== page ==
Jonathan Demme, who passed away last week, was one of the great filmmakers of the modern era. The director brought something fresh to just about every project he worked on, from an underrated remake of The Manchurian Candidate to the majestic The Silence of the Lambs. The latter was the third and most recent film to win the ‘big five” Oscars, an astonishing achievement for a genre flick. To all intents and purposes it’s a horror movie, yet Demme handled the material with such skill that the Academy honoured it in every major category.
Demme's concert film Stop Making Sense (1984) might just be the greatest music documentary ever made. There is no narration, script or interview segment to be found. This is simply a concert film of Talking Heads shot over the course of three nights at Hollywood's Pantages Theatre in December 1983. The band had released five albums by this point, each a masterpiece, one of the finest runs of form in the history of pop music. The film captures an iconic band at their absolute peak with Demme and frontman David Byrne combining to produce something truly transcendent.
The film opens with Byrne walking onto a bare stage with a portable cassette player and an acoustic guitar. He utters the words, “Hi. I’ve got a tape I want to play” and we’re off with an acoustic version of “Psycho Killer” backed only by the sound of a drum machine. With each successive song, the frontman is joined by another member of the band until the stage is a riot of activity, overflowing with backing singers and musicians creating a sound that is utterly joyous. The result is nothing short of perfection.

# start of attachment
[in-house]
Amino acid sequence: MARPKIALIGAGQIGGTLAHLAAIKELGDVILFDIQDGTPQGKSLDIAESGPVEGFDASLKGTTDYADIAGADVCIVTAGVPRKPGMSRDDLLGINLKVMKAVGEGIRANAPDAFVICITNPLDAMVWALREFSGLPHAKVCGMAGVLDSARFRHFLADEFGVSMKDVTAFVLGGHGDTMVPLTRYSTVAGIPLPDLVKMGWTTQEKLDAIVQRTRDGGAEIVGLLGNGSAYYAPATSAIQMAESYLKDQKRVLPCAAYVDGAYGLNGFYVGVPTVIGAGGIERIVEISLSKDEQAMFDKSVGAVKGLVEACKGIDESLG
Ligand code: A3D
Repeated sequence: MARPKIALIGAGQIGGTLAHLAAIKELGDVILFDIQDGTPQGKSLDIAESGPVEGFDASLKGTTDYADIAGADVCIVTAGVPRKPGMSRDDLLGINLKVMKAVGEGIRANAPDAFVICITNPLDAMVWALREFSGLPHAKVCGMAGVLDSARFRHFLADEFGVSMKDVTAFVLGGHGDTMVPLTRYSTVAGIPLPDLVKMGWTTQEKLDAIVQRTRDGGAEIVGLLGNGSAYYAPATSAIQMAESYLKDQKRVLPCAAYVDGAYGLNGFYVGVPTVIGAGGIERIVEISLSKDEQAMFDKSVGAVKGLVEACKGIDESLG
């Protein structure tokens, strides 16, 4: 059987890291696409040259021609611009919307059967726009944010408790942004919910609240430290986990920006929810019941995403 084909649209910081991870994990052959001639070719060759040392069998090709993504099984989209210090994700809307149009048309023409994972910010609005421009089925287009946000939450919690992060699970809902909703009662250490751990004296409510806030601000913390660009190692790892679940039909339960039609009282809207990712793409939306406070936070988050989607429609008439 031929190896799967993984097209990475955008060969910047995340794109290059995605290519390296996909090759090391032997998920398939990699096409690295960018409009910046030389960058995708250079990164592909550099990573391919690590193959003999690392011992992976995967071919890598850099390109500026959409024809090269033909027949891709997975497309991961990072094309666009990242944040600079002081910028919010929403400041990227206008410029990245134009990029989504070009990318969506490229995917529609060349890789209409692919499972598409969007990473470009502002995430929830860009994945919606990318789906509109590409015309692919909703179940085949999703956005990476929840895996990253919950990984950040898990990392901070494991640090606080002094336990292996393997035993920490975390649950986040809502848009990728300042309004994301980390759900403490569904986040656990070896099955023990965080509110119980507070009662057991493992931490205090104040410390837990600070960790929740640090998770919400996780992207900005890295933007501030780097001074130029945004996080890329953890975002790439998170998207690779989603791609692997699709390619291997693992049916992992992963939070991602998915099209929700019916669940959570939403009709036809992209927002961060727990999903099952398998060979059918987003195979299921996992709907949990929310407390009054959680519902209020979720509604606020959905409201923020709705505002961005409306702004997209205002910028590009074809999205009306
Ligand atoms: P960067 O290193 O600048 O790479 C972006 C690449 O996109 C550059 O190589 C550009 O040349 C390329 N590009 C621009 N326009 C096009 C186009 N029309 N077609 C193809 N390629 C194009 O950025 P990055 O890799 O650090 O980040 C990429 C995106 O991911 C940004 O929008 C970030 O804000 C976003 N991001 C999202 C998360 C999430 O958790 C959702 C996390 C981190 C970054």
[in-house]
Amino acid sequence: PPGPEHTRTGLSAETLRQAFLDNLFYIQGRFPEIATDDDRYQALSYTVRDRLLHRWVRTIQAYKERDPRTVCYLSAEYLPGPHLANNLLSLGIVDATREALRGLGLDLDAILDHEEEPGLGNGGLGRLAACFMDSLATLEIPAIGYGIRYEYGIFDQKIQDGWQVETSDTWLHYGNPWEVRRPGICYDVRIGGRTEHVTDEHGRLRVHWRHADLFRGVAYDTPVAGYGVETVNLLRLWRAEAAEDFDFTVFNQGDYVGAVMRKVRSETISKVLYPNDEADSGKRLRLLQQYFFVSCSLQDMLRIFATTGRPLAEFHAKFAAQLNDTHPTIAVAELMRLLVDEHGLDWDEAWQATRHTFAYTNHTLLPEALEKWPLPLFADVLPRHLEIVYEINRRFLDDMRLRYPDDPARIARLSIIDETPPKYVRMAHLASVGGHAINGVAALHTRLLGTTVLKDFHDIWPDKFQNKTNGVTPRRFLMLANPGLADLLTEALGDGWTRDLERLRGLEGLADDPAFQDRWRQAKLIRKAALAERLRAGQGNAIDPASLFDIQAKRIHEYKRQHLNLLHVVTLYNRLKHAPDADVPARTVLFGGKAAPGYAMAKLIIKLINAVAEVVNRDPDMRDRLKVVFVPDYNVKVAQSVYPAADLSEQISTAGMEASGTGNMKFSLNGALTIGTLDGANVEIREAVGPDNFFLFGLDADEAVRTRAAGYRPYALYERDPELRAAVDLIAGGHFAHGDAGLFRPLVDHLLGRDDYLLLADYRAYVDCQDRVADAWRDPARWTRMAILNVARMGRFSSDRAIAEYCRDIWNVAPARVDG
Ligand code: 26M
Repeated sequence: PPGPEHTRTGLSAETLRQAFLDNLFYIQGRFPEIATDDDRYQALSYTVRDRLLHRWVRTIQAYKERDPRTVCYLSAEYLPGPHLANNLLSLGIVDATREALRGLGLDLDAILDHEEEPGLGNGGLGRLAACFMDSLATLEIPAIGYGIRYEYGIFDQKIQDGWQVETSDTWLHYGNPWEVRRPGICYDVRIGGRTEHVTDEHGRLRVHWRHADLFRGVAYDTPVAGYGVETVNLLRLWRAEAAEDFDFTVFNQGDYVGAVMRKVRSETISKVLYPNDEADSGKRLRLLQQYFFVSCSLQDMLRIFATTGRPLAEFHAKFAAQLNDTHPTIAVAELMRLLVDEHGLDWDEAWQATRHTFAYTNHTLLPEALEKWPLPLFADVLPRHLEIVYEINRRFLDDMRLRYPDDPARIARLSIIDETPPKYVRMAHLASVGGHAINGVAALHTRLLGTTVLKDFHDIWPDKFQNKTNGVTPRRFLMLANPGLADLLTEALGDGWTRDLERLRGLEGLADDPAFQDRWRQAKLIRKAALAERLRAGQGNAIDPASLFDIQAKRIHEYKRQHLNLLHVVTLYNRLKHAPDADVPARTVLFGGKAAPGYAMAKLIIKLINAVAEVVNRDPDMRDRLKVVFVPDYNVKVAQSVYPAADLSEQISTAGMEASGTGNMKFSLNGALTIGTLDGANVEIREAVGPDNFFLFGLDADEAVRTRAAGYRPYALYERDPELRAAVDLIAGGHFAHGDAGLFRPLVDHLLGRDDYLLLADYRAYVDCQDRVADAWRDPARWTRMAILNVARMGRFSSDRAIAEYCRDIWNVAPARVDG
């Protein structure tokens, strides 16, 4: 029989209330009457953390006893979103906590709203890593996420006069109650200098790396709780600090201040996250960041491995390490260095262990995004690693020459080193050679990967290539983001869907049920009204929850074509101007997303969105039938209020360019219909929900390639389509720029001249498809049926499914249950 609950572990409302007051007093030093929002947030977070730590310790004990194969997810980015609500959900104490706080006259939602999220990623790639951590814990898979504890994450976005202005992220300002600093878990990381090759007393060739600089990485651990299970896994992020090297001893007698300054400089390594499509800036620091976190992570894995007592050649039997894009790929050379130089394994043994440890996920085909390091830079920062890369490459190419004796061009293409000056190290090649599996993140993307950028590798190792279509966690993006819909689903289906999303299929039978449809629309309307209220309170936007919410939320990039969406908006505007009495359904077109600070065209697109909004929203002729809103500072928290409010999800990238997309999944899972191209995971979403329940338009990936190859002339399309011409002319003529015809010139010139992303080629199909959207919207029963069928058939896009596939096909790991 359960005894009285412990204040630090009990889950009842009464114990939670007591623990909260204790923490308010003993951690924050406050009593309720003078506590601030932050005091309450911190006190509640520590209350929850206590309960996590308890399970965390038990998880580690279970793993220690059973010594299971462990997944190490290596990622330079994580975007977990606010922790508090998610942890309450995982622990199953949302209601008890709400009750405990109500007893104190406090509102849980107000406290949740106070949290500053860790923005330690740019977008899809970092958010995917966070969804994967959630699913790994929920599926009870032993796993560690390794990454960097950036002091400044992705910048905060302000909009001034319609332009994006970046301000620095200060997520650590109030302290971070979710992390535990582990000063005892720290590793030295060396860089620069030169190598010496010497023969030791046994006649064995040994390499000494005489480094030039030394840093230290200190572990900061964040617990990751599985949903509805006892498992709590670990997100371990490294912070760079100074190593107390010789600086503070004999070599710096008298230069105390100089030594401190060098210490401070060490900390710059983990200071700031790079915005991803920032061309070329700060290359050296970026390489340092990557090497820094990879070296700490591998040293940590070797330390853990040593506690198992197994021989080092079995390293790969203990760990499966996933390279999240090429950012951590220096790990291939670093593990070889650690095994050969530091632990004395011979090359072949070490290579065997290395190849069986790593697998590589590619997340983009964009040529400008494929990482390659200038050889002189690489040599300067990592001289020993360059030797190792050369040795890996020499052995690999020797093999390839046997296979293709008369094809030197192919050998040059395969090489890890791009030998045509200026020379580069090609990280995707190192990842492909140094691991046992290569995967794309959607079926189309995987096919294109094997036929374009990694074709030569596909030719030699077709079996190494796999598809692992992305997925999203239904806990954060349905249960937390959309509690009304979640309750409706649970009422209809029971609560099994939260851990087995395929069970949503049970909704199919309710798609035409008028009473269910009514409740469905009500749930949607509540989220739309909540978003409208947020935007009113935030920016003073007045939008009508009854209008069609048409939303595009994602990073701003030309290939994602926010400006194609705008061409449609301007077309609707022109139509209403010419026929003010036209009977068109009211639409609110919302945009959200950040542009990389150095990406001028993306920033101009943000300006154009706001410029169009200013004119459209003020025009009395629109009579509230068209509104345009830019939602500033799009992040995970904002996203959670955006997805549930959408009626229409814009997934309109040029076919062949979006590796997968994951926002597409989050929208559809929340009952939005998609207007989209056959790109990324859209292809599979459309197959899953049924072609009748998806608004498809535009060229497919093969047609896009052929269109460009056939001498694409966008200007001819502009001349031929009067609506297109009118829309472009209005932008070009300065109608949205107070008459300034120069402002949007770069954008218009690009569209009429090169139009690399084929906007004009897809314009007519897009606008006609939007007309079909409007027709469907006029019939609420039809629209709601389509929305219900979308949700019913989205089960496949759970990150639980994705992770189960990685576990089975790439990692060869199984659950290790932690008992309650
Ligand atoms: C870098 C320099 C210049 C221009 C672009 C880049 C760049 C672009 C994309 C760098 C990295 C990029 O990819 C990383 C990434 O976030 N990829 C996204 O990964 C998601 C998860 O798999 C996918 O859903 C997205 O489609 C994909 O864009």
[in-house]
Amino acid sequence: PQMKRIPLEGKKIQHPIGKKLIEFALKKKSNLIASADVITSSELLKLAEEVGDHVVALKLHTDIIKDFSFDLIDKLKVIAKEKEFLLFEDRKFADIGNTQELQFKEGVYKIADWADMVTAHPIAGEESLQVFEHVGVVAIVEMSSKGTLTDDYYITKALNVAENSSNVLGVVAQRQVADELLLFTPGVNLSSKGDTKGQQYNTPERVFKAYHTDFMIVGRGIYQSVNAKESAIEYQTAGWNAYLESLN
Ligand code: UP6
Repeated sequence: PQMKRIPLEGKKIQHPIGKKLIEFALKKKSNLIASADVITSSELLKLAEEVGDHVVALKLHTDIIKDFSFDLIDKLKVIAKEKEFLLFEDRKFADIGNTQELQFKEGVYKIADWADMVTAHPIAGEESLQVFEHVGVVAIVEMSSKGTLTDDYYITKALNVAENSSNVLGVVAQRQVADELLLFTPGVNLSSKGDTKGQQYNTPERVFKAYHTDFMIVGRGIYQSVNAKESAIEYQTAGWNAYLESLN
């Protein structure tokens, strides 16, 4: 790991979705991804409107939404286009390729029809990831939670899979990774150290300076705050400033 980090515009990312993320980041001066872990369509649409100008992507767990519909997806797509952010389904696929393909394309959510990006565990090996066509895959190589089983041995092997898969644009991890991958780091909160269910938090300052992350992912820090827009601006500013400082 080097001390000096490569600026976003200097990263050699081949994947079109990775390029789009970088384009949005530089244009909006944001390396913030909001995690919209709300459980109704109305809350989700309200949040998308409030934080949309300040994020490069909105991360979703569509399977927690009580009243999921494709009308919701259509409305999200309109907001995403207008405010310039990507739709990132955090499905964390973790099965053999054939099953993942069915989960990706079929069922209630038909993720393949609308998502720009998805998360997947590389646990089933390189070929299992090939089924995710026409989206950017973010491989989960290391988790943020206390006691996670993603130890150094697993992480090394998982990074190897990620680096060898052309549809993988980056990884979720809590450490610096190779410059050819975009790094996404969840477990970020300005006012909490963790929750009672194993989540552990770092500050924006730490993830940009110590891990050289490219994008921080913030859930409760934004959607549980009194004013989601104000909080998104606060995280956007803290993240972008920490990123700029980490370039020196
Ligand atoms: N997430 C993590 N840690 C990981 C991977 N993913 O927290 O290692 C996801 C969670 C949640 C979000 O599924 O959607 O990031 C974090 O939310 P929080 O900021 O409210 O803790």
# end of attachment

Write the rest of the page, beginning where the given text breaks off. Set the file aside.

The camera work is understated and naturalistic throughout; the takes are very long and there is a notable absence of quick cuts. There is a simplicity about the whole endeavour that is entirely refreshing, especially when one considers that Stop Making Sense was released at a time when music videos were changing the music industry in a radical way.
Demme gave the band no direction and all conceptual ideas came from Byrne, an inspired decision that resulted in a rare concert film that places as much emphasis on the concert as the film. The viewer watches a great band perform a remarkable show in a way that genuinely evokes the concert-going experience. By the time Byrne emerges in his iconic big suit, dancing in the cinema aisles was not uncommon for here film and music combine in a piece of work that would prove the zenith for both band and director.
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